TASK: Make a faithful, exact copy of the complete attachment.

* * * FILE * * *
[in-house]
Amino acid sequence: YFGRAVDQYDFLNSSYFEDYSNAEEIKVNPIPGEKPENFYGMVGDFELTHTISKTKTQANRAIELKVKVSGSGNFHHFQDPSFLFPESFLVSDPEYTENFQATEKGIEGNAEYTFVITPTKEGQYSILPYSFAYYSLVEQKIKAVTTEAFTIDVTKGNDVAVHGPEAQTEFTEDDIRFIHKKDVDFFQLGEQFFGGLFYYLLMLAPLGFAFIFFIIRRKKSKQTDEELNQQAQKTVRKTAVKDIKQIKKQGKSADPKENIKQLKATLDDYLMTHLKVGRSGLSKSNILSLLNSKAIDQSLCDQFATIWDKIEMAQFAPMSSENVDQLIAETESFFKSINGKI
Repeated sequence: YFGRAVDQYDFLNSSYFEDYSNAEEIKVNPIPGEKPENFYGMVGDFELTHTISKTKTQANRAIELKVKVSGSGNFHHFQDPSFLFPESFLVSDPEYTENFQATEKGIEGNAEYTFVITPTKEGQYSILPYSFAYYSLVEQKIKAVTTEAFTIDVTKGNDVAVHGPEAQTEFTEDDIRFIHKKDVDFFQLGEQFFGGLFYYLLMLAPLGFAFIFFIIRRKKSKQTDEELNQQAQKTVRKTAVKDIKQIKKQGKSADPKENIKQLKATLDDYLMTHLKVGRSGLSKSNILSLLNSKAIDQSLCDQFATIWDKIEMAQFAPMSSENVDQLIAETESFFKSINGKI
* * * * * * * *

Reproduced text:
[in-house]
Amino acid sequence: YFGRAVDQYDFLNSSYFEDYSNAEEIKVNPIPGEKPENFYGMVGDFELTHTISKTKTQANRAIELKVKVSGSGNFHHFQDPSFLFPESFLVSDPEYTENFQATEKGIEGNAEYTFVITPTKEGQYSILPYSFAYYSLVEQKIKAVTTEAFTIDVTKGNDVAVHGPEAQTEFTEDDIRFIHKKDVDFFQLGEQFFGGLFYYLLMLAPLGFAFIFFIIRRKKSKQTDEELNQQAQKTVRKTAVKDIKQIKKQGKSADPKENIKQLKATLDDYLMTHLKVGRSGLSKSNILSLLNSKAIDQSLCDQFATIWDKIEMAQFAPMSSENVDQLIAETESFFKSINGKI
Repeated sequence: YFGRAVDQYDFLNSSYFEDYSNAEEIKVNPIPGEKPENFYGMVGDFELTHTISKTKTQANRAIELKVKVSGSGNFHHFQDPSFLFPESFLVSDPEYTENFQATEKGIEGNAEYTFVITPTKEGQYSILPYSFAYYSLVEQKIKAVTTEAFTIDVTKGNDVAVHGPEAQTEFTEDDIRFIHKKDVDFFQLGEQFFGGLFYYLLMLAPLGFAFIFFIIRRKKSKQTDEELNQQAQKTVRKTAVKDIKQIKKQGKSADPKENIKQLKATLDDYLMTHLKVGRSGLSKSNILSLLNSKAIDQSLCDQFATIWDKIEMAQFAPMSSENVDQLIAETESFFKSINGKI